Many a pwME is dealing with opportunistic infections and test results that are repeatedly compared to those of HIV patients by lab staff who have never even heard of ME.

    We may not see many severe AIDS patients in the western world nowadays due to leaps in antiretroviral treatment in the past decades, but anyone who looks into the immune & neurological disorders associated with HIV will be baffled to find out there is a complete overlap with pretty much all ME symptoms but PENE.

    How someone like Edwards can not be aware of this and even recommend all antiviral & antibiotic treatments (which often do provide significant relief to sufferers, including reports of partial and complete remission) be stopped escapes both logic and an ethical perspective.

    It would seem that like others have suggested, he is writing about some ill-defined fatiguing conditions wastebasket, but not the distinct disease Myalgic Encephalomyelitis, be it described by Ramsay, International Consensus Criteria (2011) or any other definition which merits that name.

    Beyond calling out the frankly ever self-evident nonsense of the criminal BPS crowd and empathizing with what are only understandable reactions by a very ill population suffering inhumane neglect, I don’t see how Edwards expresses anything of use for ME patients or research, if not quite to the contrary.

    I would recommend he take a long thorough look at actual epidemiology like Rosemary Underhill did suggesting we are dealing with a pathogen’s having become endemic over several wasted decades.

    Pretty much what would have happened with HIV had it been treated with the same stubborn ignorance as ME.

    Actually, it would make sense for Edwards to read up on all the historical evidence; and while he’s at it get a clear idea on the importance of disease definitions & meaningful diagnostic criteria like the ICC.

    To anyone following the history of ME-(non-)research it becomes obvious rather quickly that is where fundamental errors like those in Edwards’ assessment stem from and were often set up deliberately to happen, as with the creation of “CFS”, the notorious “Oxford criteria” and nowadays “SEID” to name but a few.

    After 85 years of dealing with this plague such ignorance by people speaking for pwME is long beyond justifiable, be they advocates or researchers.

  • Guido Den Broeder 2 December 2019, 7:43 pm

    Of course CFS patients need to be studied, and they are. But ME patients need to be studied, too. They have a specific pathology and their own perspective, treatment, management and prevention, which is missed when they are conflated with a much larger patient group (and CFS is not even close, NAH as a group would make more sense).

    The name ME wasn’t chosen at random. By 1955, these patients had been studied for 60 years, and encephalomyelitis had been well established by autopsies and biopsies. Monkeys given the blood of ME patients got ME, too.

    The reason that the disease needed a new name was that in 1954, a political decision was made to redefine polio, excluding non-paralytic cases (as well as short-term polio). Until then, ME was known as missed, abortive or a-typical polio. The ICD-6 has a code for polioencephalomyelitis.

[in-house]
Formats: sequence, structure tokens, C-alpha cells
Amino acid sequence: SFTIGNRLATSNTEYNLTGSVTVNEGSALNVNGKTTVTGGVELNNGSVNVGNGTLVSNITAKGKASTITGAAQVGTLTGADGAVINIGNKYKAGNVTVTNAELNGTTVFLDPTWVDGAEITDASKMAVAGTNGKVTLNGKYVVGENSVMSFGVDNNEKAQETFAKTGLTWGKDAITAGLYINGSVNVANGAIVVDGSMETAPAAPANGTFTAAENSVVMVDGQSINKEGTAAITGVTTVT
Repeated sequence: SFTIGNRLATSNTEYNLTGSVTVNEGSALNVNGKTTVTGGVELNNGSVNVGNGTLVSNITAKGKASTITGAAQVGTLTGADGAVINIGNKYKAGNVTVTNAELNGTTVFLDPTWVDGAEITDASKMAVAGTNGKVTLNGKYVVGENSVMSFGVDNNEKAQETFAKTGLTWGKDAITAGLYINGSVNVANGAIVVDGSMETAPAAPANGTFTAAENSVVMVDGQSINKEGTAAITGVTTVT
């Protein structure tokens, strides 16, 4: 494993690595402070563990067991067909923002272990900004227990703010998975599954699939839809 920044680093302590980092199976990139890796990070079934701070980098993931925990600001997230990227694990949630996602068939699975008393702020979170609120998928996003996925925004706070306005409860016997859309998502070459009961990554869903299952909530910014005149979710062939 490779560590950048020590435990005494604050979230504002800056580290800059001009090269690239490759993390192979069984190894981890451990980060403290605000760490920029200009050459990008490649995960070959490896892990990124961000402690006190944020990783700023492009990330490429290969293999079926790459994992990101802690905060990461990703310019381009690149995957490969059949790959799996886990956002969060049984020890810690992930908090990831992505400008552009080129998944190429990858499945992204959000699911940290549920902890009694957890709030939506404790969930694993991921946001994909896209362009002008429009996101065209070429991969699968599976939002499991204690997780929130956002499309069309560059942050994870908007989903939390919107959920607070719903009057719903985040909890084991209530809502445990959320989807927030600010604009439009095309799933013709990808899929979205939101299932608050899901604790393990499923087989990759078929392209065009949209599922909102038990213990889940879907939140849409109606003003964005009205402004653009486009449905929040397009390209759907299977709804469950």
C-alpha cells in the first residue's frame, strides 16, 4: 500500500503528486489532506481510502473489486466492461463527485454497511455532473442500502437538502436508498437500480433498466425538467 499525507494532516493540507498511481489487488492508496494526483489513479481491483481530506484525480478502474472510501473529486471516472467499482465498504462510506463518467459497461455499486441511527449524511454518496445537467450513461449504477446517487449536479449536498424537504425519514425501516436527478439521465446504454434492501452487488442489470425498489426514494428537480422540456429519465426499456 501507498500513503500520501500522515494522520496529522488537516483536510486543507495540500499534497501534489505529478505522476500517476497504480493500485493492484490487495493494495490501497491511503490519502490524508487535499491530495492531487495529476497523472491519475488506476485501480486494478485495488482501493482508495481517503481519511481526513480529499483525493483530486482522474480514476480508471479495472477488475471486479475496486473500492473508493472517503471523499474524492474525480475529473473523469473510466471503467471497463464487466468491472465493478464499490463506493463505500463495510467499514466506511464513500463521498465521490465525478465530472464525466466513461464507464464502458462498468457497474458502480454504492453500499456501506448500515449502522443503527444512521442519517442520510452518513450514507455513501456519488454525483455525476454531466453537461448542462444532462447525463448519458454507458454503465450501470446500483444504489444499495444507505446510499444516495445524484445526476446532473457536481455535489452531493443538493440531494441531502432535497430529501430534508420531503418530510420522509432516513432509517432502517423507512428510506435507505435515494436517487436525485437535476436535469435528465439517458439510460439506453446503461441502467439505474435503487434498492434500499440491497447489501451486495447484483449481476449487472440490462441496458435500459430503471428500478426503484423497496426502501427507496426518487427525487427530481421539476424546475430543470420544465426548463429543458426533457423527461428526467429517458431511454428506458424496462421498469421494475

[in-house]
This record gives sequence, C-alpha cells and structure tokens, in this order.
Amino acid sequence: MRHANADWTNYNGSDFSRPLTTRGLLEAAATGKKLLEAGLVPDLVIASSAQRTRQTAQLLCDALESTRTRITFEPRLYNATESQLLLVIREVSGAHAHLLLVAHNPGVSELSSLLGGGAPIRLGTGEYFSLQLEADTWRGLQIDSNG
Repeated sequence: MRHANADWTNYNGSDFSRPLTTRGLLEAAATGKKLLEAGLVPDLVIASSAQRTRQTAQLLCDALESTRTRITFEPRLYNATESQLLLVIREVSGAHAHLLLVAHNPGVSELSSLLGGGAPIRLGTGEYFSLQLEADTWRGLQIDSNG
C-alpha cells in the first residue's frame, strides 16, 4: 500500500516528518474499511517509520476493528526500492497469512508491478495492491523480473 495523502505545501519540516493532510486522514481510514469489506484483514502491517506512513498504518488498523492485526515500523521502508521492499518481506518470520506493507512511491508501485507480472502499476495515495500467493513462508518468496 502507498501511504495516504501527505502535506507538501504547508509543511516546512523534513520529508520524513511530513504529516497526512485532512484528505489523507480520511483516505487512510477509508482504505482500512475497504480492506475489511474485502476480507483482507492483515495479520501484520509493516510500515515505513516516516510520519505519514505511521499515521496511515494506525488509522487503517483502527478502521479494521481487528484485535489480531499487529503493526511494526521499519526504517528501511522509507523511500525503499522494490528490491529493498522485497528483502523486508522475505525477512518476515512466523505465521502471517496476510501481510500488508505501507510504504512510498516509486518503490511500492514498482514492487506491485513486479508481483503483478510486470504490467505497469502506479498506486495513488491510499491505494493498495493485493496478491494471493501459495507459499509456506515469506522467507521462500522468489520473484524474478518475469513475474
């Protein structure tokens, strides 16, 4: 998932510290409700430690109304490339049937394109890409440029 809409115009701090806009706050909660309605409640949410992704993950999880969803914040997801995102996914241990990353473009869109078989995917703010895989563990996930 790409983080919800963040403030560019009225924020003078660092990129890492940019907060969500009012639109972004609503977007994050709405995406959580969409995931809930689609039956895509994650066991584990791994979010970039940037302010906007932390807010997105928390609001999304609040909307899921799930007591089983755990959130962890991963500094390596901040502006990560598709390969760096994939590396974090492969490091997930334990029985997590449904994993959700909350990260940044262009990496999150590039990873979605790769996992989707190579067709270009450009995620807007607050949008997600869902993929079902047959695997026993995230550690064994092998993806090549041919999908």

ME was chosen for these patients because they were known to have encephalomyelitis, not because people thought it might one day be found.

    Thanks to the de development of imaging we no longer need to cut the patient open. We can establish encephalomyelitis in vivo, using PET, xenon-SPECT, qEEG, supported by fMRI and NIRS. There are various markers for ME now as well.

    There are other diseases with encephalomyelitis, but the name ME is reserved for the polio variant, a disease triggered by enteroviruses. That is its definition. The criteria are there to help doctors to recognize it, so they will do the right tests.

  • JES 2 December 2019, 8:08 pm

    I wonder what disease Ron Davis’ son has then. If it is such clear cut how to define and diagnose ME, one would think Davis would have narrowed his scope long ago to only focus on the enterovirus or post-enterovirus hypothesis. What about the case of Jen Brea, who was diagnosed by a dozen of ME expert doctors to have ME, yet turned out to recover following CCI surgery? I’m afraid it’s a bit simplistic to view ME as something driven by one causative factor like (entero)viruses. It’s all at hypothesis level at this point.

  • Wendy Boutilier 2 December 2019, 8:20 pm

    The ICC & IC Primer are the only ME criteria specifically written for both clinical and research purposes. The CCC, Fakuda, IOM/SEID are all clinical criteria for CFS.

    To deny ME patients the right to be diagnosed & treated correctly is an infringement on our human rights.

    In the words of Dr Bruce Carruthers (CCC 2003 & ICC 2011)

    “If such clarity and adequacy are not achieved, several types of smudging may result. In other words, if the generalisations from the medical model are too generic, they have no chance of adequately meeting the patients’ experience of illness and much relevant data may be overlooked or misinterpreted. Thus, the move from a more specific clinical concept such as myalgic encephalomyelitis or fibromyalgia to a more generic concept such as chronic fatigue syndrome or chronic pain syndrome entails missing a lot of the information that makes the syndrome a name match, and an experience.